The country is less equal today than it was just a decade ago thanks in part to the Bush tax cuts, Treasury Secretary Timothy Geithner said Wednesday.
"[T]he policies put in place by the previous administration, prior to this great recession, have left us with a terrible legacy of challenges," Geithner said during a discussion on fiscal policy at the Washington-based Center for American Progress. "And America is a less equal country today than it was ten years ago, in part because of the tax cuts for the top 2 percent put in place in 2001 and 2003."
The Bush tax cuts, credited with job creation during the George W. Bush administration, are now credited with expanding the nation's ever-increasing national debt. More jobs have been destroyed than the tax cuts could ever claim to have created, and with the economy in a moderate recovery the tax cuts have become less an economic issue than a political one: Most Republicans, hoping to push their supply-side theories, want to extend them in hopes that the rich will spend, invest and create jobs in the process; Democrats, in an attempt to appeal to deficit-conscious voters, want them to expire so that the increased government revenue can be used to pay down the national debt.
Economists and policymakers, while not discounting the positive effects that continued tax cuts can have on the economy, have stressed that the best course would be to allow the cuts to expire. Former Federal Reserve Chairman Alan Greenspan, a noted libertarian who was not opposed to the tax cuts when proposed during his tenure, has advocated that they should be allowed to expire.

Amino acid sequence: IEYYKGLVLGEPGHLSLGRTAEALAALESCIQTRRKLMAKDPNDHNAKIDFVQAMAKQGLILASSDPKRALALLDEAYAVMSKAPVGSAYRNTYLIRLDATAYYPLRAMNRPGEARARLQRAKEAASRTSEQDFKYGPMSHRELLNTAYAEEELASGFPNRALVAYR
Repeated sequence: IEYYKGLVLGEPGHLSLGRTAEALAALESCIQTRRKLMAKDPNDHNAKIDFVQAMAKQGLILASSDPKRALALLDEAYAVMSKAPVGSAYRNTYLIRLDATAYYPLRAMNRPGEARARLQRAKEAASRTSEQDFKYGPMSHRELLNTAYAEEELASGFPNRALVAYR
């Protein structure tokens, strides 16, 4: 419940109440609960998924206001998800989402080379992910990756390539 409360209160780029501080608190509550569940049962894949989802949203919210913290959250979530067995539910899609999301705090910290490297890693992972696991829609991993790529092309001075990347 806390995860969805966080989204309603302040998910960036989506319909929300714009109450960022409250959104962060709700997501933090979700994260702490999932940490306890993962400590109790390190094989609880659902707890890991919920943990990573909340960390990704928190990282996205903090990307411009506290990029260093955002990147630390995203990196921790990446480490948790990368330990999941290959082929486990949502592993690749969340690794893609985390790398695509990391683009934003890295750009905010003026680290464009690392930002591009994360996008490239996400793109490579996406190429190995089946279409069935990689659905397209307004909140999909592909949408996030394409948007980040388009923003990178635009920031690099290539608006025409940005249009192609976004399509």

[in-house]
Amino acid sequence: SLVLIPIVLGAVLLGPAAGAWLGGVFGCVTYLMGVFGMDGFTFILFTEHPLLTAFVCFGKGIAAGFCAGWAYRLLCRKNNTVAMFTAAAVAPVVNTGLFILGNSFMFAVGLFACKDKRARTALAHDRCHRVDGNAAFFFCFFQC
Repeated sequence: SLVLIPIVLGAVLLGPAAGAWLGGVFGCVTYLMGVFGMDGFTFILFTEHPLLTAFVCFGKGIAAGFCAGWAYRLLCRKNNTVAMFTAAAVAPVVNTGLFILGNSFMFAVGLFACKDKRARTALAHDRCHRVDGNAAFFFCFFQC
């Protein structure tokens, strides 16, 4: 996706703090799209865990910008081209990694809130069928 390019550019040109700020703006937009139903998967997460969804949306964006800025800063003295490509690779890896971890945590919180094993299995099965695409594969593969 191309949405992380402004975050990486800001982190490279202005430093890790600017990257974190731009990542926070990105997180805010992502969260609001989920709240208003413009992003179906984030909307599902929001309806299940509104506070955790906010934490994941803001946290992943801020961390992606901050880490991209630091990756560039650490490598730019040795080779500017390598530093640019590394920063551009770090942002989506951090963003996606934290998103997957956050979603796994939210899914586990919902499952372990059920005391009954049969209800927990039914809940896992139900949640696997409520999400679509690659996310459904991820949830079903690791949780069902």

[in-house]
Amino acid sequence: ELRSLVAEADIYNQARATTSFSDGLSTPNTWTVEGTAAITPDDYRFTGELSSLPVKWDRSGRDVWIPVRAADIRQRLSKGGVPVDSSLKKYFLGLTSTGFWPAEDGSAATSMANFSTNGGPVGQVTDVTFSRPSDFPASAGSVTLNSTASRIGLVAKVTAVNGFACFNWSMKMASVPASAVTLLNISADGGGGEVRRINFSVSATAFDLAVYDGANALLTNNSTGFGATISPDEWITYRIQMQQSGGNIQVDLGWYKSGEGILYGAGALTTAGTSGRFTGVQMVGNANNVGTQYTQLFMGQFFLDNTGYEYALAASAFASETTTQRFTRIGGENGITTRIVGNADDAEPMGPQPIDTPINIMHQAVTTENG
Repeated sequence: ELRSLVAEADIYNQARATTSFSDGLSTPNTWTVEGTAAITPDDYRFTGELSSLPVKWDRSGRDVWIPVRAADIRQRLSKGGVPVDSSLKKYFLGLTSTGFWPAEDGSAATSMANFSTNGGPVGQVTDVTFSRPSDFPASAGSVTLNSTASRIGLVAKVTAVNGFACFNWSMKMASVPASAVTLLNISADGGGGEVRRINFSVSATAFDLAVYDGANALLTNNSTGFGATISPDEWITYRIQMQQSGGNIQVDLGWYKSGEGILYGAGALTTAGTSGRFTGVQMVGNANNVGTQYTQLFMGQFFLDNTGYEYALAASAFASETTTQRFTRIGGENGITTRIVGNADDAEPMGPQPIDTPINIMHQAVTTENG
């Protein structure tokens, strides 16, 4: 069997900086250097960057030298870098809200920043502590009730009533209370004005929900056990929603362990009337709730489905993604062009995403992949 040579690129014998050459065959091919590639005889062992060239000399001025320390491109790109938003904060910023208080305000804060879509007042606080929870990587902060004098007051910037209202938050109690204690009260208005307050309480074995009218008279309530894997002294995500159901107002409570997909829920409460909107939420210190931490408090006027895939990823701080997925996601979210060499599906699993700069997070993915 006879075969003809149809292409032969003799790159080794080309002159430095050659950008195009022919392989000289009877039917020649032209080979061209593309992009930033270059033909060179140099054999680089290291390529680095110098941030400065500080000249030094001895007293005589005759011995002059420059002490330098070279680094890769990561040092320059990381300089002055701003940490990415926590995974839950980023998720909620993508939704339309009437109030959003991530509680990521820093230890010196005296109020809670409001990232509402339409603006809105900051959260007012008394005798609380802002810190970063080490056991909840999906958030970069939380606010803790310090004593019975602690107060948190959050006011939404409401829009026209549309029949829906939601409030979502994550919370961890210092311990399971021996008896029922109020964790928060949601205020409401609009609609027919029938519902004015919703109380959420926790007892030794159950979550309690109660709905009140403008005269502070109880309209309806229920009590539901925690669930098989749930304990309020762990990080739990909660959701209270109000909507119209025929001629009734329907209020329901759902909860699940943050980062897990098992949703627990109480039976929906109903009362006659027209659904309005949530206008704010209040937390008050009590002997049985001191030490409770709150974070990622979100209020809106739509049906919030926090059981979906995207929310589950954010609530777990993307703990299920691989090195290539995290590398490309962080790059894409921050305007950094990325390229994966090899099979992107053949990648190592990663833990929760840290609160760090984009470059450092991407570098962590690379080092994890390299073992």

The administration, too, is advocating their demise. And on Wednesday, Geithner laid out an argument touching not just on the fiscal and economic benefits -- he touched on the fairness of it all, too.
"The most affluent 400 earners in 2007 -- who earned an average of more than $340 million dollars each that year -- paid only 17 percent of their income in tax, a lower rate than many middle class families," he said. "The legacy of the crisis is millions of unemployed Americans, idled factories, a national debt swollen by eight years of deficit spending and growing income inequality.
"We live in one of the richest economies in the world," the Treasury Secretary continued. "But one in eight Americans is on food stamps today."
Macroeconomic Advisers, an economic consultancy led by former Fed governor Laurence H. Meyer, estimated this week that allowing only those Bush tax cuts for the richest Americans to expire would trim about 0.2 percent from growth over 2011 and 2012.
But while the group warns against letting all of the tax cuts expire, the demise of those benefiting the rich -- though likely to result in a nominal hit to growth -- would be worth it, the group said.
"[G]iven the still tentative recovery... we believe that the consideration of such large tax increases should be delayed until the economy is growing more strongly," the consultancy said in its report. "An intermediate, and safer, near-term strategy is to let expire in 2011 just those provisions affecting high-income individuals while extending the other provisions until they can be considered in the context of a healthier economy."
Geithner argued Wednesday that extending the cuts for the rich "would hurt economic recovery by undermining confidence that we are prepared to make a commitment today to bring down our future deficits.
"Fiscal discipline requires hard choices and we must be prepared to make them," he said. "[T]here is no credible argument to be made that the purpose of government is to borrow from future generations of Americans to finance an extension of tax cuts for the top 2 percent."